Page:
Stephen Hough at Carnegie Hall – Debussy & Chopin

Debussy
La plus que lente
Estampes
Chopin
The Four Ballades – in F, Op.38; in G minor, Op.23; in A flat, Op.47; in F minor, Op.52
Debussy
Children’s Corner
L’Isle joyeuse

Stephen Hough (piano)


Reviewed by: Fred Kirshnit

Reviewed: 9 May, 2015
Venue: Stern Auditorium, Carnegie Hall, New York City

Stephen HoughPhotograph:  Sim Canetty-ClarkeStephen Hough presented a superb concert at Carnegie Hall, but much happened on his road to Parnassus. He began with Debussy. However, after the pianist’s first offering, a sensitive traversal of La plus que lente, there was no applause. Hough then launched Estampes, spinning a diaphanous web in ‘Pagodes’ that was remarkable for its distinctly different volumes in right and left hands and then battled for our attention as latecomers were ushered into Stern Auditorium while he performed the second of the three pictures. Unexplainably, after this section there was a considerable round of clapping, which Hough bore with some visual surprise but good grace. At the conclusion of the final number, ‘Jardins sous la pluie’, he threw his hands high in the air like a flamenco dancer, a flourish that let everyone know that now was the moment to applaud.

Had this been the end of his troubles, all would have been forgotten, but matters only took a turn for the worse. Hough left the stage and, after a short break, the stage door opened and nobody emerged. This caused more than a ripple of laughter from the crowd, but even this mood-breaker was not the unkindest cut. Once Hough began his Chopin traversal with the relatively quiet opening of the F-major Ballade (No.2), still more latecomers were allowed into the auditorium, including one who marched down the aisle with an usher and then demanded an aisle seat wherein some other patron was already parked. This happened third row center, right in front of Hough who somehow kept his composure and continued to play. Although he must be commended for his steadfastness, I wish that he had stopped and began again after this dust-up was resolved. Will the people at Carnegie Hall please pass this review to Clive Gillinson to hopefully get his house in order!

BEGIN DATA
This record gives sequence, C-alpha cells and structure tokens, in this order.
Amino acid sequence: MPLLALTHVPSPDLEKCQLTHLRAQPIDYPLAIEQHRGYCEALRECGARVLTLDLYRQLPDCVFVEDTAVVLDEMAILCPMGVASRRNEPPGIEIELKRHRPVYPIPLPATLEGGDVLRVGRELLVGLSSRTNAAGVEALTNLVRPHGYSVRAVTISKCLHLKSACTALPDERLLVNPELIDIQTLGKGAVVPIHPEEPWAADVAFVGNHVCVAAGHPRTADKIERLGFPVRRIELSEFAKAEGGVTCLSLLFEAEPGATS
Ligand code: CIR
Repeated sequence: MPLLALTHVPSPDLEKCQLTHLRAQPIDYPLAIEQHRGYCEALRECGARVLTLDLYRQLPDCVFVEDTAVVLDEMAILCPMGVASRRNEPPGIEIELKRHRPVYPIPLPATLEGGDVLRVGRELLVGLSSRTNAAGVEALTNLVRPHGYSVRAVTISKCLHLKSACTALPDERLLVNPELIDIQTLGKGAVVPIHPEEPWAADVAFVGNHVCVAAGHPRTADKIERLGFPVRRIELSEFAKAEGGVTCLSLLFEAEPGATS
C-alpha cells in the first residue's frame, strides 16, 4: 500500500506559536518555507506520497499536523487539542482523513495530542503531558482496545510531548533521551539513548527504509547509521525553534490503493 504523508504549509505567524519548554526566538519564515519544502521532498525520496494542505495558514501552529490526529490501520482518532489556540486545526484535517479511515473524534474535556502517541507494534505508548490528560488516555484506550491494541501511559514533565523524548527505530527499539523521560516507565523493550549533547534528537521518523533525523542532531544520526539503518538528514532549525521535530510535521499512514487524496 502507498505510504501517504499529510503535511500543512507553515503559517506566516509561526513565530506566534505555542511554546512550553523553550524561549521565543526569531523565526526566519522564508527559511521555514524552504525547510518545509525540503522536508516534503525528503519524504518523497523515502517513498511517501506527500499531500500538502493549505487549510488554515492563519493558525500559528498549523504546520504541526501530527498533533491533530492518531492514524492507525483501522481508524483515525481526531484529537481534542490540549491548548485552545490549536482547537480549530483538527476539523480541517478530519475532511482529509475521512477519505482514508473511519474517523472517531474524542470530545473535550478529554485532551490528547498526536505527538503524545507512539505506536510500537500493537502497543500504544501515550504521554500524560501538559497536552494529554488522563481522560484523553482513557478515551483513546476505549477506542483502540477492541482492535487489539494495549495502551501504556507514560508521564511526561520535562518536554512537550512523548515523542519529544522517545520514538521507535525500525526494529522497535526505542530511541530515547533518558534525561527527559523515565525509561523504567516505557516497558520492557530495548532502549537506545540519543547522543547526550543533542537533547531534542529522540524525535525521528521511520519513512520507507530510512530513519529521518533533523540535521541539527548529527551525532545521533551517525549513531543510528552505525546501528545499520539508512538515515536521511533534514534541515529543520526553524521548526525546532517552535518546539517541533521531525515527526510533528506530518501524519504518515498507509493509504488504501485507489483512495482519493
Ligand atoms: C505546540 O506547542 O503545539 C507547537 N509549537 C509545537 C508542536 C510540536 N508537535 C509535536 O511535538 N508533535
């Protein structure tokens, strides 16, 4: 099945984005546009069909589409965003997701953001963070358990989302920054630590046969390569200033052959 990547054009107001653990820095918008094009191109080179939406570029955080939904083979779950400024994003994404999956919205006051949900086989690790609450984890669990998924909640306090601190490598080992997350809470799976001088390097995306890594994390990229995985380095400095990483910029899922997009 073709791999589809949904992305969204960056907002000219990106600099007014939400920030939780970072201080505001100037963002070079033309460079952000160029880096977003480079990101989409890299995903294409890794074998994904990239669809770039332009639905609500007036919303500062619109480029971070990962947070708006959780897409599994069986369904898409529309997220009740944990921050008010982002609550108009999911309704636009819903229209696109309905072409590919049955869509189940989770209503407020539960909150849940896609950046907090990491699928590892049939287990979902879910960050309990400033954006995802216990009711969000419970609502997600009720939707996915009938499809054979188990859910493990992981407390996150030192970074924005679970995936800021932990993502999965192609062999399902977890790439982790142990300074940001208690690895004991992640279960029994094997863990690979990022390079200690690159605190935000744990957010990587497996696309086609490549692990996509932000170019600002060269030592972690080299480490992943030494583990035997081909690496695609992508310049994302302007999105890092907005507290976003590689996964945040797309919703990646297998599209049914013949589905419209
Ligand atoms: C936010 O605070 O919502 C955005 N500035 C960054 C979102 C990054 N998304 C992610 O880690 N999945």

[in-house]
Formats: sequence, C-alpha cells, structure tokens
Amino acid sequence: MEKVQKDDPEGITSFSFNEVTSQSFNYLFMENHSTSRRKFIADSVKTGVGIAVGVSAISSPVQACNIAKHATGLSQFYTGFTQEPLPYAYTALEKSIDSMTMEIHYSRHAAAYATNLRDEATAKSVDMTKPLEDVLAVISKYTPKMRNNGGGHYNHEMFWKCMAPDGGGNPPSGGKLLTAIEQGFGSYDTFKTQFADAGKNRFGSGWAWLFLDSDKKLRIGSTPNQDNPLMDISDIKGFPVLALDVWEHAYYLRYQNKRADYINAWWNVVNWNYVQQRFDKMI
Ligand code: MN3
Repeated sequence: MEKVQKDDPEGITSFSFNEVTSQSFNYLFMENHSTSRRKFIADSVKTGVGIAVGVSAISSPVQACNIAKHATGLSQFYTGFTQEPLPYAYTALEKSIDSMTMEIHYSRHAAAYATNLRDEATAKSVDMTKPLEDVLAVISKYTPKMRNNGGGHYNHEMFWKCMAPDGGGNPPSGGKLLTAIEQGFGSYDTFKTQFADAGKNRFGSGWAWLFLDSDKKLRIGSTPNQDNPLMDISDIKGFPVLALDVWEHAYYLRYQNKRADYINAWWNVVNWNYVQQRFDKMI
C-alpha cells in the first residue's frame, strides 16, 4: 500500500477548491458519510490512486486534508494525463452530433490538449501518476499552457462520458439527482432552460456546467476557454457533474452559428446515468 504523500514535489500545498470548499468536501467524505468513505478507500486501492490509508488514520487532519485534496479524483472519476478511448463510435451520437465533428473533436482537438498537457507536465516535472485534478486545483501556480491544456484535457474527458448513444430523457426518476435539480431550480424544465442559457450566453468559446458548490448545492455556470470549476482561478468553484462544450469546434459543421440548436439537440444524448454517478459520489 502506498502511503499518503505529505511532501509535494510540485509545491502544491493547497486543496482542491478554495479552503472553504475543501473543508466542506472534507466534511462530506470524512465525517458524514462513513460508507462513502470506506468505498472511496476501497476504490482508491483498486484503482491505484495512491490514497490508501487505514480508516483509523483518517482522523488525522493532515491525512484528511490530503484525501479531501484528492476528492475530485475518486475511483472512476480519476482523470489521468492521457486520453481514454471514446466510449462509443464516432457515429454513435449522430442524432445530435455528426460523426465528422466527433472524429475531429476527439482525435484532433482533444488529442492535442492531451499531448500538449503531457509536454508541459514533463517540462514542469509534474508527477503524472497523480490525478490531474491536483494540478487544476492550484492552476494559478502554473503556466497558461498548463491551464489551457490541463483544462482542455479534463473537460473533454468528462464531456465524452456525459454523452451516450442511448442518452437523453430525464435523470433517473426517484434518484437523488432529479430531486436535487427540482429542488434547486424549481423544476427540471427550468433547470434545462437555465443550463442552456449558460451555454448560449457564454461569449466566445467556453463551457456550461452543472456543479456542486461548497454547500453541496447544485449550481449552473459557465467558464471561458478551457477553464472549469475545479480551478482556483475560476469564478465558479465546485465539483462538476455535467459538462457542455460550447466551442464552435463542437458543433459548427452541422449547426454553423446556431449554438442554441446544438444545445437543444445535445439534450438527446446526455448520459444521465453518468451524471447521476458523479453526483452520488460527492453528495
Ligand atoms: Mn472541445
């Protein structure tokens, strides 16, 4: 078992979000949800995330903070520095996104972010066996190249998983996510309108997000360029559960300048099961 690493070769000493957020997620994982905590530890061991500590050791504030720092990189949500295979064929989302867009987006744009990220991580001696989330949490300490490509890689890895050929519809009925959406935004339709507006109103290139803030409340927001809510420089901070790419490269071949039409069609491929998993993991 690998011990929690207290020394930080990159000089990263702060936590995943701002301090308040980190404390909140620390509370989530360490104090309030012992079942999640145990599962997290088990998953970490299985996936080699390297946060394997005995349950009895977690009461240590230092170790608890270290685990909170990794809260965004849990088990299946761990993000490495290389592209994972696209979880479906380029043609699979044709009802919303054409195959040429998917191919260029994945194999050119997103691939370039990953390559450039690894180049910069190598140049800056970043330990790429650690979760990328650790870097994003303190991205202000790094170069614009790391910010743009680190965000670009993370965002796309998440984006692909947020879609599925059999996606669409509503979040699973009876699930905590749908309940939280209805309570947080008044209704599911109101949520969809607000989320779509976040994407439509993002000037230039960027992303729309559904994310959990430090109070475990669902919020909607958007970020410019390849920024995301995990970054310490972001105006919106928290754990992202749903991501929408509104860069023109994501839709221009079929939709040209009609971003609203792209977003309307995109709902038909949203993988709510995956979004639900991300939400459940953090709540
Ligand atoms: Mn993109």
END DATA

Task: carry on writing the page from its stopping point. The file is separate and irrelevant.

Who was the first ‘modern’ composer? A strong case can be made for Claude Debussy, who built on the chordal experiments of Wagner and Berlioz and elevated dissonance to the celestial realm of expressiveness for its own sake, no longer simply an ear-catching contrast depicting the disquieting, macabre or demonic. Hough began and ended his recital’s formal program with this master’s music, providing a suggestion of the exotic in the mind’s ear that made some of Chopin’s daring experiments seem strangely familiar.

Arthur Rubinstein writes in My Young Years that “I ended up adopting the generally accepted opinion of Chopin as the young, sick, romantic figure who wrote sentimental music for the piano, elegant and difficult, unable to express anything but melancholy.” Having had a similar experience which eventually, like Rubinstein’s, grew into unabashed awe at this misunderstood composer’s greatness, this critic greatly anticipated Hough’s recital. Programming the four Ballades clinched the deal.

All of Hough’s efforts were magnificent, but I was especially impressed with the way in which he handled the louder, faster passages in the G minor. Every note was audible, every transition made clear within the ambuscade of notes that would occasionally break out. I would have wished for just a tad more space before the resolving chords, a bit more elongation of the rubato, à la early Krystian Zimerman, but this current enunciation was equally dramatic. The A flat piece was simply flawless.

Although all of his marvelous stories must be taken with large grains of salt, Orson Welles did relate that when his mother died, he immediately discarded his violin, not wishing to ever intone “those damned scales” again. Anyone familiar with the fanciful ‘Doctor Gradus ad Parnassum’ by Debussy, which expresses not only the crushing boredom of practice but also the exhilaration of rebellion against it, can relate to a child’s deep frustration at the very mention of a keyboard pedagogue’s method. Children’s Corner in Hough’s hands was a delight, my only quibble would be to add a little more bounce to his otherwise impressively adroit ‘Golliwogg’s Cake-Walk’. Finally, L’Isle joyeuse was a thoughtfully mysterious end to an unusual evening.

Hough graced us with four encores, Chopin’s F-sharp Nocturne (Opus 15/2), then his arrangement of ‘Dulcinea Variation’ from Minkus’s ballet music for Don Quixote, something original of his own, Osmanthus Romp, and finally the ‘Nocturne’ from Grieg’s Opus 54 collection of Lyric Pieces.

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